Apple iMac (summer 2010) review: Apple iMac (summer 2010)

The Lenovo all-in-one PC we reviewed is the closest to the iMac performancewise, but that's not saying too much. The HP and Sony systems mentioned above might fare better, the HP especially since it at least has the mobile version of Intel's Core i7 CPUs. However, from all indications on paper and in our lab, the 27-inch iMac is the fastest all-in-one currently available. We included the $1,199 Gateway FX6840-03e tower desktop to illustrate that you can still build a standard PC that can compete with the iMac for a much lower cost. For all-in-one purists, the iMac is the clear choice if productivity is your top priority.

Steam games (frames per second)
(Longer bars indicate better performance)
Maximum settings (2,560x1,440)  
Recommend settings (2,560x1,440)  
Team Fortress 2
40 
68 
Portal
43 
72 

We can also report positively about the iMac as a gaming platform. Yes, the Mac gaming library is still limited compared with that of Windows, but Valve Software's recent release of a Mac version of its Steam digital game distribution service has already paid off with Valve bringing its popular first-person games Half-Life 2, Portal, and Team Fortress 2 to Macs. The three games we tested all use Valve's Source 3D graphics engine, so we can't say that you'll see similar scores across all titles available for the Mac. Still, we were glad to see that even at full resolution and maximum image quality settings, the iMac was able to handle all three games relatively well. Using the more forgiving "recommended" settings for each game (as denoted by an asterisk in each game's video options tab), we saw even better performance with relatively little drop-off in image quality.

Even before Valve came along, World of Warcraft, Starcraft, and Diablo-maker Blizzard Software has historically been committed to the Mac platform. Doom and Quake-developer id Software has also shown similar loyalty. Among those three vendors, that's an impressive array of quality games available for the Mac, and the list is growing. Popular role playing game Dragon Age: Origins also has a Mac version, and the cloud gaming service OnLive supports a variety of titles that work with OS X. Windows PCs will remain the gaming enthusiasts' primary choice because of their upgradeability, at least for the foreseeable future; however, with the expanded Mac gaming library and this system's fast new ATI graphics card, we can confidently recommend this iMac for gaming.

Aside from our gripes about the iMac's video inputs, we're relatively happy with the other ports on the back of this system. You get four USB 2.0 port, a pair of audio jacks, a FireWire 800 port, and an Ethernet adapter. Both eSATA and USB 3.0 are faster data throughput options than FireWire 800, so those who face bottlenecks from large data transfers might feel some frustration at Apple's loyalty to the IEEE 1394 standard. For most consumers, the iMac's existing ports will be sufficient.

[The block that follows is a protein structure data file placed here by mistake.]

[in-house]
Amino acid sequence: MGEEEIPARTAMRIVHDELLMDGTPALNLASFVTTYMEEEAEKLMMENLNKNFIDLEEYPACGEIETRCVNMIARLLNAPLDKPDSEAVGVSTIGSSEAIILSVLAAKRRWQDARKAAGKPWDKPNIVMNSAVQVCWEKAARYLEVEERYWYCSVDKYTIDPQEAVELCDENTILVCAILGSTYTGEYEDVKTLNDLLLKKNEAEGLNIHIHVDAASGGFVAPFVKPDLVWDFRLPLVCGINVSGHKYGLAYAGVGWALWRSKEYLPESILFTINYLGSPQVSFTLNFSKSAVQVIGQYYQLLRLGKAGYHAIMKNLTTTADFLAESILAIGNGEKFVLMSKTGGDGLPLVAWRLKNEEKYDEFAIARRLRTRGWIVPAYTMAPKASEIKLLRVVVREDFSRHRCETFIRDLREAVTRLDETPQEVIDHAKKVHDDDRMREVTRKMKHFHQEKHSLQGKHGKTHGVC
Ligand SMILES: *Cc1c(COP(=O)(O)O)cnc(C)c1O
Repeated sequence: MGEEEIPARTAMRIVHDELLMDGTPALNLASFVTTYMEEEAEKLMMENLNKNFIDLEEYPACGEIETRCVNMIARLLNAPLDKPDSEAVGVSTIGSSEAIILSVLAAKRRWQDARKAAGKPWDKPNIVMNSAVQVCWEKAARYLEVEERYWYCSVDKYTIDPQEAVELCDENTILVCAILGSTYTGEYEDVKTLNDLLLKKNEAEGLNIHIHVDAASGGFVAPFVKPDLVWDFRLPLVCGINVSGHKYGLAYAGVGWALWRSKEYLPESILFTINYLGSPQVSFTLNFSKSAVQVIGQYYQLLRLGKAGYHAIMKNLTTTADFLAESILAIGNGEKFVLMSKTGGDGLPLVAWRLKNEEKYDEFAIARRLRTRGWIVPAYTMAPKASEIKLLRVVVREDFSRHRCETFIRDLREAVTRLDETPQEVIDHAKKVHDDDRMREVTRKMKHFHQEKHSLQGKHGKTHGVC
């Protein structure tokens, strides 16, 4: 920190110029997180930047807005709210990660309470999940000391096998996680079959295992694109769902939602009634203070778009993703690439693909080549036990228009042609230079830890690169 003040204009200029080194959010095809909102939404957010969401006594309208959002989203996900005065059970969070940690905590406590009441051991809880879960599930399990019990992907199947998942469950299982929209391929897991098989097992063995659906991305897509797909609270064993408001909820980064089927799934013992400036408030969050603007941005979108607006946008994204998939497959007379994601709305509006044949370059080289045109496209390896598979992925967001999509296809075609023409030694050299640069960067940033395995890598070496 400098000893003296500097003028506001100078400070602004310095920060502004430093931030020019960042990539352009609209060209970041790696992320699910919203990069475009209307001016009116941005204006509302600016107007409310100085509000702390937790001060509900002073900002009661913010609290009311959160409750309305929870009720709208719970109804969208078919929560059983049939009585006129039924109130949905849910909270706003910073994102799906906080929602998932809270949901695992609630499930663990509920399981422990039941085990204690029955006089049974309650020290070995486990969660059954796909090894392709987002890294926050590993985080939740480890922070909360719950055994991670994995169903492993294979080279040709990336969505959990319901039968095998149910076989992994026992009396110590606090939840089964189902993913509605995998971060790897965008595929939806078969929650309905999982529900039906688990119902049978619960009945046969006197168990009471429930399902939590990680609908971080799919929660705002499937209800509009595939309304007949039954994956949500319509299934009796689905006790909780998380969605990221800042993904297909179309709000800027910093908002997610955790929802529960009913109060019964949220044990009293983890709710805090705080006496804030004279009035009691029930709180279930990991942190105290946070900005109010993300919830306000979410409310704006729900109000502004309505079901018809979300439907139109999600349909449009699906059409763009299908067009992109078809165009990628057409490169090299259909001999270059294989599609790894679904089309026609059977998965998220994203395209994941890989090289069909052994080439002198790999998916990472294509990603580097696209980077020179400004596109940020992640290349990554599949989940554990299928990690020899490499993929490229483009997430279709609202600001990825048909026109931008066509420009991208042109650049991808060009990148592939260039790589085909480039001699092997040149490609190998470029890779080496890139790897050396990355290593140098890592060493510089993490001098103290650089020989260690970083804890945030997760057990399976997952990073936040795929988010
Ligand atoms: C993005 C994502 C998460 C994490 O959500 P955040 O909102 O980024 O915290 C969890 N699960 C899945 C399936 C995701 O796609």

Juice box
Apple iMac 27-inch (2.8GHz Intel Core i5) Average watts per hour
Off 0.85
Sleep 1.19
Idle 41.83
Load 238.64
Raw (annual kWh) 237.39162
Energy Star compliant Yes
Annual power consumption cost $26.94

Annual power consumption cosst
Apple iMac 27-inch
$20.09 

As usual, Apple's power management skill is evident in this iMac. We always appreciate a desktop that is both more efficient and faster than competing systems. As with the 21.5-inch iMac, we noted that this 27-inch model was extremely hot on the back panel, especially after gaming. A handheld laser thermometer showed temperatures as high as 118 degrees over the area on the back panel we assume concealed the graphics card. Most other all-in-ones we've tested come in around 85 degrees. You'll want to be sure to keep the iMac in a place where it has plenty of ventilation to avoid it overheating.

Finally, we continue to find Apple's service and support policies cynically structured to encourage you to spend money. You get 90 days of toll-free support and a yearlong warranty by default. After that, you can either refer to Apple's Web site, a Genius Bar, an Apple-authorized service provider, or pay $169 for three years of phone service via AppleCare, which also extends your warranty to three years. That all-or-basically nothing approach for phone support puts Apple at odds with the rest of the PC industry that typically includes at least a year of phone support, if not a lifetime of coverage, at no additional charge.

Find out more about how we test desktop systems.

System configurations:
Acer Aspire Z5700-U2112
Windows 7 Home Premium SP1 (64-bit); 3.2GHz Intel Core i5 650; 4GB 1,066MHz DDR2 SDRAM; 128MB (shared) Intel GMA X4500 HD; 1TB 7,200rpm Western Digital hard drive

Apple iMac (21.5-inch, Summer 2010)
Apple OS X Snow Leopard 10.6.4; 3.06GHz Intel Core i3; 4GB 1,333MHz DDR3 SDRAM; 256MB ATI Radeon HD 4670 graphics card; 500GB 7,200rpm Seagate hard drive

Apple iMac 27-inch
Apple OS X Snow Leopard 10.6.4; 3.06GHz Intel Core i3; 4GB 1,333MHz DDR3 SDRAM; 256MB ATI Radeon HD 4670 graphics card; 500GB 7,200rpm Seagate hard drive

Gateway FX6840-03e
Windows 7 Home Premium (64-bit); 2.8GHz Intel Core i7 860; 8GB 1,333MHz DDR3 SDRAM; 1GB ATI Radeon HD 5770; 1TB 7,200rpm Seagate hard drive

Lenovo IdeaCentre B500 08873AU
Windows 7 Home Premium; 2.66GHz Intel Core 2 Quad Q8400S; 6GB 1,066MHz DDR2 SDRAM; 1GB Nvidia GeForce GT 250M; 1TB 7,200rpm Seagate hard drive

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About The Author

Rich Brown is an executive editor for CNET Reviews. He has worked as a technology journalist since 1994.